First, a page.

Immediate Past President J. Steven Baughman (Paul, Weiss, Rifkind, Wharton & Garrison LLP)
As important as it is to know your audience at the Board (three technically-savvy judges with tough questions), it can also be critically important to know your stage. The PTAB's hearing rooms, whether in Alexandria or a satellite location, vary widely, and this can lead to unpleasant surprises for the unwary. Perhaps the most obvious challenge is one of space: in a multi-petitioner dispute, for example, Alexandria courtrooms other than A are unlikely to have enough room for all of the attorneys, let alone a representative from each party. And even within the available space, revamped technology has shifted some prior layouts and logistics practitioners have come to count on (in A, for example, there is no longer a shelf waiting under the podium for your papers and binders, and a new projector interface makes computer placement tricky if you don't have a long extension cable at the ready). So for your next trip to the PTAB, bear in mind that knowing your room, as well as your case, can help smooth out what might otherwise be an awkward visit.
This may sound basic, but do not play games with your opponent and be courteous and reasonable (e.g., with requests for extension). As one example, I was involved in an IPR where the other side submitted an English-language declaration, but insisted that the deposition be conducted in a foreign language right before the deposition started. This was the first time the other side made us aware of this issue and asked us to use an interpreter they had on-site. When we indicated that we would need our own interpreter as provided for by the rules and needed time to secure one, they insisted that we use their interpreter. We ended up having a call with the PTAB during which the judges ordered that the deposition be rescheduled for another day with proper interpreters and made the other side pay for certain costs for having to reschedule the deposition.
PTAB trial practice is a bit like the Wild West. When Congress gave us this brand new law, we all became pioneers trying to figure out how it should work. Nearly every proceeding involves something that is not specifically addressed in the statute or rules, providing opportunities to be creative and collaborate with the Board and sometimes even opposing counsel to shape the practice. In one case, we proposed a new type of motion to the Board, and the panel promptly asked us to file a short memo explaining how this new procedure should work under the statutory provisions. More recently, the Federal Circuit and Supreme Court have taken an interest in the nuances of PTAB trial practice. In one particularly fun argument, Judges Newman and Prost spent nearly 20 minutes questioning us about how motions to amend really work, and now the en banc Court will be taking up that issue. So much more to explore!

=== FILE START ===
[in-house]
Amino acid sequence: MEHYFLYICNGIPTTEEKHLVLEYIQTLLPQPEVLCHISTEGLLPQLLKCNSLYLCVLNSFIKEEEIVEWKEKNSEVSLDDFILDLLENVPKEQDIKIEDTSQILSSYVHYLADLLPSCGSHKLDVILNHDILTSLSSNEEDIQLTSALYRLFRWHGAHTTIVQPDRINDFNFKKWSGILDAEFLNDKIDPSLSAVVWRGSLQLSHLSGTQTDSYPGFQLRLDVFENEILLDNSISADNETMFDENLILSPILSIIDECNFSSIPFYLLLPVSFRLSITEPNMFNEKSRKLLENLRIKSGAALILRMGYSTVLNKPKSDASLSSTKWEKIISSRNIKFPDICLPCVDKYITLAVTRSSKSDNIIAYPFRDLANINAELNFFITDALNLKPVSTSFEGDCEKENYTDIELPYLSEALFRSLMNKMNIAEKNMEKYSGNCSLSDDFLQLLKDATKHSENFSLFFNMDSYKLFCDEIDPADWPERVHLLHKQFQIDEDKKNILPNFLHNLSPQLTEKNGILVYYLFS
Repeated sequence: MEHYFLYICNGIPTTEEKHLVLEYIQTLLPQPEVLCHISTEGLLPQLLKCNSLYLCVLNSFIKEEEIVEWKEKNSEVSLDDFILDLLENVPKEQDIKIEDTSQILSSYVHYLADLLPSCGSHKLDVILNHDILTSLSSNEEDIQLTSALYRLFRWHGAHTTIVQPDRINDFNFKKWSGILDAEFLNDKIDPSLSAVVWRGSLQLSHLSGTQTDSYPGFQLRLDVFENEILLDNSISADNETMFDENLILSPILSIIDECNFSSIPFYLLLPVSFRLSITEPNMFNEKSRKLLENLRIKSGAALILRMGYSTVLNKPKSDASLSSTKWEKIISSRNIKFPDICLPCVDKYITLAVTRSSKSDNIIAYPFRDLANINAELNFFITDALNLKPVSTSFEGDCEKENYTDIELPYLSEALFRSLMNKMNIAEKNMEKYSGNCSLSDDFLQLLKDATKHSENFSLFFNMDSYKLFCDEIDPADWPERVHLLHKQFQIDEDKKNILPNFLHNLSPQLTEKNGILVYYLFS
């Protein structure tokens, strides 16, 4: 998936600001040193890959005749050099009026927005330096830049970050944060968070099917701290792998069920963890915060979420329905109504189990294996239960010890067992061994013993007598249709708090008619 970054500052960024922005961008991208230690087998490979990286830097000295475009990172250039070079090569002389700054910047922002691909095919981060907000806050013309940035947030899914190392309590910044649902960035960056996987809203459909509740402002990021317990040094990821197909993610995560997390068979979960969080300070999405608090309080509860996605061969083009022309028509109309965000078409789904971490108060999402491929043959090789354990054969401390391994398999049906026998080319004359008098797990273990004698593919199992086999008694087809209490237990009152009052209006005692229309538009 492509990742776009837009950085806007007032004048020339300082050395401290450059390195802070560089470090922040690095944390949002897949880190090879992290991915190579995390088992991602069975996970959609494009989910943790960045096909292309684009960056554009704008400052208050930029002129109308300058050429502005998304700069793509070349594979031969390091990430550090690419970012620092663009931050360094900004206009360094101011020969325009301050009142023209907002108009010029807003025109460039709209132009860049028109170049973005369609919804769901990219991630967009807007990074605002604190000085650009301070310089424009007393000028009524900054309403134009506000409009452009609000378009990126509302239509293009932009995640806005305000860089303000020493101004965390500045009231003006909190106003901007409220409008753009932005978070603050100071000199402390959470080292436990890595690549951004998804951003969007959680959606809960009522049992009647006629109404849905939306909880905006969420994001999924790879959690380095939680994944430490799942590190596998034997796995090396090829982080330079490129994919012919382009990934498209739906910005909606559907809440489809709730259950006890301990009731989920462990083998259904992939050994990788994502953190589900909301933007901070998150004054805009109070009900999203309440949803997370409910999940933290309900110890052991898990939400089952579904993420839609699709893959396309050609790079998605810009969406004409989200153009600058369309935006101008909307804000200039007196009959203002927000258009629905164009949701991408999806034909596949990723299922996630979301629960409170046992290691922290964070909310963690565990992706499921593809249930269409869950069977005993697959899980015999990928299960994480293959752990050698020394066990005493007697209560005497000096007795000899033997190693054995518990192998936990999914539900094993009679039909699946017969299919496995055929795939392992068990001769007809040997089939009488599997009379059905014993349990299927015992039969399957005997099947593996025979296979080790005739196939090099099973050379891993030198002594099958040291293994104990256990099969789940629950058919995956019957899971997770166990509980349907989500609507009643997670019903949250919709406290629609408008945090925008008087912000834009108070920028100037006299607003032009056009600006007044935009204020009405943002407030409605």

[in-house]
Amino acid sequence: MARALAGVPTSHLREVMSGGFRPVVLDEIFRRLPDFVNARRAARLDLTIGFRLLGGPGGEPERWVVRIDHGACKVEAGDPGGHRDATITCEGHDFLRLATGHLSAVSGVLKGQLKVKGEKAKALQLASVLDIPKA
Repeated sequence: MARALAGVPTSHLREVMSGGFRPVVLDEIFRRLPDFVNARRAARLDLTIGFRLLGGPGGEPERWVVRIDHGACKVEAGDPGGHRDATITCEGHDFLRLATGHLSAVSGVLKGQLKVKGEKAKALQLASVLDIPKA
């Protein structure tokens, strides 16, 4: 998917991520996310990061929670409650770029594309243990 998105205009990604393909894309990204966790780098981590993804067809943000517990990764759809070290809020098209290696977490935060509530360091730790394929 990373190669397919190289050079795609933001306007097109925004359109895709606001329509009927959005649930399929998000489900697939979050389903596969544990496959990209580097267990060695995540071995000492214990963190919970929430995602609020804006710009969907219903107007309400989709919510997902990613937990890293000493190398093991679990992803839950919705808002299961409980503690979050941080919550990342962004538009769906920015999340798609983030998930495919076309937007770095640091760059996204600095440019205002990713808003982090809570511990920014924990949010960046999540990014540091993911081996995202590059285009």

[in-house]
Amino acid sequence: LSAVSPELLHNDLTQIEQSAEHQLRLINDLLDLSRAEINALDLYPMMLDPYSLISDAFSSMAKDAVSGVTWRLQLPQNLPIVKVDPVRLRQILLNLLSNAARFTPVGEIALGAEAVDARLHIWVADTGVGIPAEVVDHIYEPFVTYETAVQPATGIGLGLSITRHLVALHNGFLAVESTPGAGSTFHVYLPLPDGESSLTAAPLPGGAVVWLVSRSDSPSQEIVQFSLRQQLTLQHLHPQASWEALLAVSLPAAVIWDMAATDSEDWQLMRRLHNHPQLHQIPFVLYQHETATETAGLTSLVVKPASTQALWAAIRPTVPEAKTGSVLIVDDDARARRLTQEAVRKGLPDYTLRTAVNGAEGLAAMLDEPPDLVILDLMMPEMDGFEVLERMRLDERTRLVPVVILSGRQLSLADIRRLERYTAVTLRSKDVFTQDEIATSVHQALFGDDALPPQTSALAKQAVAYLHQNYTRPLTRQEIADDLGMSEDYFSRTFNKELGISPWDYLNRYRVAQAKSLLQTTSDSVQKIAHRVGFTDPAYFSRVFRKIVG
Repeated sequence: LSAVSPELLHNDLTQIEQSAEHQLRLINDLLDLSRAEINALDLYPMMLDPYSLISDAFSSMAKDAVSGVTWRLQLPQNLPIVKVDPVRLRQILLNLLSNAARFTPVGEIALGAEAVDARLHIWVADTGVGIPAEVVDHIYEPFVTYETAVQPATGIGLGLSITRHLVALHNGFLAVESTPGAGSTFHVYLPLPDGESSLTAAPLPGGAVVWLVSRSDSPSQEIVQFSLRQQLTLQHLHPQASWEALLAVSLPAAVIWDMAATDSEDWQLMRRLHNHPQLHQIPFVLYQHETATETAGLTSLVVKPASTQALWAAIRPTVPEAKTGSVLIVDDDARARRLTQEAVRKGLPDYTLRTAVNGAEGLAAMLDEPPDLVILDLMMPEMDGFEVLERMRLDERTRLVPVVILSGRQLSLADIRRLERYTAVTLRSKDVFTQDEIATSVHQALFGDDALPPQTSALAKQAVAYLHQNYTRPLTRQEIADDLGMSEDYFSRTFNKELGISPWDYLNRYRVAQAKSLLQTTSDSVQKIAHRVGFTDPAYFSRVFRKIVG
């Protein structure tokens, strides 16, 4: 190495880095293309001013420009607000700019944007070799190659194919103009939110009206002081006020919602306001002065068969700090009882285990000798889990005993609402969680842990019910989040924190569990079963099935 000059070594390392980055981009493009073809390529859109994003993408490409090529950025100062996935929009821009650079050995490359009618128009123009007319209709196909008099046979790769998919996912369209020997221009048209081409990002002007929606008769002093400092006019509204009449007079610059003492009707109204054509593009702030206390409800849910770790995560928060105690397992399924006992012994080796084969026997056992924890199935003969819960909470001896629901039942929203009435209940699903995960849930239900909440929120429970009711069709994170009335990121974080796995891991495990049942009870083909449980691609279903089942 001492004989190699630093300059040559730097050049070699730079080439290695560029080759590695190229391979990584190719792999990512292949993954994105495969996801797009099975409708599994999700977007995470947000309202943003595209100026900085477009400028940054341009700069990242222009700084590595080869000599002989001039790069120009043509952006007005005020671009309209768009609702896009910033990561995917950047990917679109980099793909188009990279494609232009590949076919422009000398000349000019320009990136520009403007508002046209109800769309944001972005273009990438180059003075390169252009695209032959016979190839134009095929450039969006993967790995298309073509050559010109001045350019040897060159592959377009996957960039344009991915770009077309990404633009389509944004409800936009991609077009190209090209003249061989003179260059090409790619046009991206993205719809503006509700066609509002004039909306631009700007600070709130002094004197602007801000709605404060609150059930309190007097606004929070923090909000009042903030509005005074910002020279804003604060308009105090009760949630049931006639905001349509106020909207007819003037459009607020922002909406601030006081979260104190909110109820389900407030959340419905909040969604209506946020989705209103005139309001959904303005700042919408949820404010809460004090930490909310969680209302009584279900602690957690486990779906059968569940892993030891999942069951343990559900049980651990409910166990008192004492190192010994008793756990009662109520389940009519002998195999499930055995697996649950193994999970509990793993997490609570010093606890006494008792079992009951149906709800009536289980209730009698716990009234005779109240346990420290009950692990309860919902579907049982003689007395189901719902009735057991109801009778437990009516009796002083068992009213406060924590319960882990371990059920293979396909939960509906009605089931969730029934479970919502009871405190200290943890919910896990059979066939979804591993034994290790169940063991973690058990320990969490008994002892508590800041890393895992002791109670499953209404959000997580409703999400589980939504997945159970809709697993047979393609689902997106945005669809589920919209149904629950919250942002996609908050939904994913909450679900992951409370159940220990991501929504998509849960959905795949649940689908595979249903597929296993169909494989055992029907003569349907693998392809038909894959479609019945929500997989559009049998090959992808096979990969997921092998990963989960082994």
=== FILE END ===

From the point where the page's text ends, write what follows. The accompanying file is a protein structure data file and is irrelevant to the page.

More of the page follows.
Law School Doesn't Teach How to Form A Bar Association, But with the Help and Collaboration of Over 45 Law Firms, We Figured It Out.
After litigating patent cases in district court for more than 25 years, a profound shift in my practice started in 2014 as I began to litigate proceedings at the PTAB. After a number of trial hearings, I noticed a few ways the process might be improved and wondered if others in the legal community had similar concerns and experiences. To my surprise, I couldn't find a directory of PTAB practitioners or any bar association dedicated to addressing issues related solely to the PTAB. Shouldn't there be one?
On February 19th, 2016, a kick-off conference call occurred with a handful of PTAB practitioners to explore whether they felt similarly. They did. Our first action was the creation of an organizational charter to provide a unified voice for all stakeholders to participate in the formation of a PTAB bar association. More than 45 law firms (and several companies) quickly signed on, and in less than seven months we launched the PTAB Bar Association.
I have been humbled by the level of commitment and effort by so many of the legal community to fulfill our mission of launching this association and making this bar association a success.